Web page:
bcl-x is a new member of the bcl-2 gene family and is highly expressed in neural tissues. The present study was designed to determine the expression of the bcl-x gene products in neuroblastoma (NB) and their role in the modulation of chemotherapy-induced apoptosis. Twenty-seven NB cell lines were screened by quantitative immunoprecipitation for Bcl-xL, Bcl-xS, and Bcl-2 expression. None of the cell lines expressed Bcl-xS. Twenty-four of 27 (88%) of the NB cell lines expressed Bcl-xL and 21 of 27 (78%) were positive for Bcl-2. The level of Bcl-xL and Bcl-2 expression was variable among the lines analyzed. Bcl-2 expression was restricted to cells of chromaffin lineage, whereas Bcl-xL was seen in both chromaffin and nonchromaffin lines. To determine whether Bcl-xL could mediate chemotherapy resistance, a NB cell line expressing negligible levels of Bcl-xL was transfected with a bcl-xL expression vector, and unique clones were generated expressing variable levels of Bcl-xL. Cells were treated either with cisplatinum (CP), 4-hydroperoxy-cyclophosphamide (4-HC), or etoposide (VP-16) to induce apoptosis, and cell viability and DNA degradation were determined. Following treatment with CP or 4-HC, Bcl-xL-expressing cells showed significantly increased viability as compared to vector-transfected controls (P < 0.005). Flow cytometric analysis of propidium iodide-stained nuclei following CP or 4-HC treatment revealed significantly increased DNA degradation in controls as compared to Bcl-xL-expressing lines (P < 0.004). DNA analysis by pulsed-field gel electrophoresis revealed high molecular weight (∼40 kb) DNA degradation in controls, whereas the DNA in cells expressing Bcl-xL was largely intact. In contrast to CP and 4-HC, results with VP-16 revealed a short-term delay in the onset of apoptosis in Bcl-xL-expressing cells with no long-term survival advantage. The results of these studies indicate Bcl-xL is expressed in NB cells and functions in a manner analogous to Bcl-2 by inhibiting chemotherapy-induced apoptosis.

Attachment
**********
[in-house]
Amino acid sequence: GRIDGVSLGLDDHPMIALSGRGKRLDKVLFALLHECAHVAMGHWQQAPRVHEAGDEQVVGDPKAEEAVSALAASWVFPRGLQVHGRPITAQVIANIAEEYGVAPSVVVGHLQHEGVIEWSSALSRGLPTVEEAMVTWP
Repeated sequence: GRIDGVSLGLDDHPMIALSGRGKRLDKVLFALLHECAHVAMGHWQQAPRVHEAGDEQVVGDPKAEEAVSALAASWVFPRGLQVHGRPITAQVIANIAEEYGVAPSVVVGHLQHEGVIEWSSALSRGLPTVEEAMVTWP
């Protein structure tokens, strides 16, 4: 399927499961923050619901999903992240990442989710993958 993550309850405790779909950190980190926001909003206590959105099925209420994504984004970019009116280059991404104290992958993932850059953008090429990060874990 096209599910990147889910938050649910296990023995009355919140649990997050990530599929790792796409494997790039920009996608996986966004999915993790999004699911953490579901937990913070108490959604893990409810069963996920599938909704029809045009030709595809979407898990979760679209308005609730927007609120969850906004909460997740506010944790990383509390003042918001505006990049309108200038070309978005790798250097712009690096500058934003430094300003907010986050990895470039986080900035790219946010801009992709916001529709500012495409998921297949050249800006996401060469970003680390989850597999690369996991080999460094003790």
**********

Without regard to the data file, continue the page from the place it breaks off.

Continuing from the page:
This work was supported by National Institute of Child Health Development Grant CHRC HD2880-3 (to V. P. C.), NIH RO1 CA64556-01 (to G. N.), and American Cancer Society EDT-30 (to M. J. C.). G. N. is supported by NIH Research Career Development Award CA 64421-01. M. G. D. is a University of Michigan Cancer Center Pardee Fellow.

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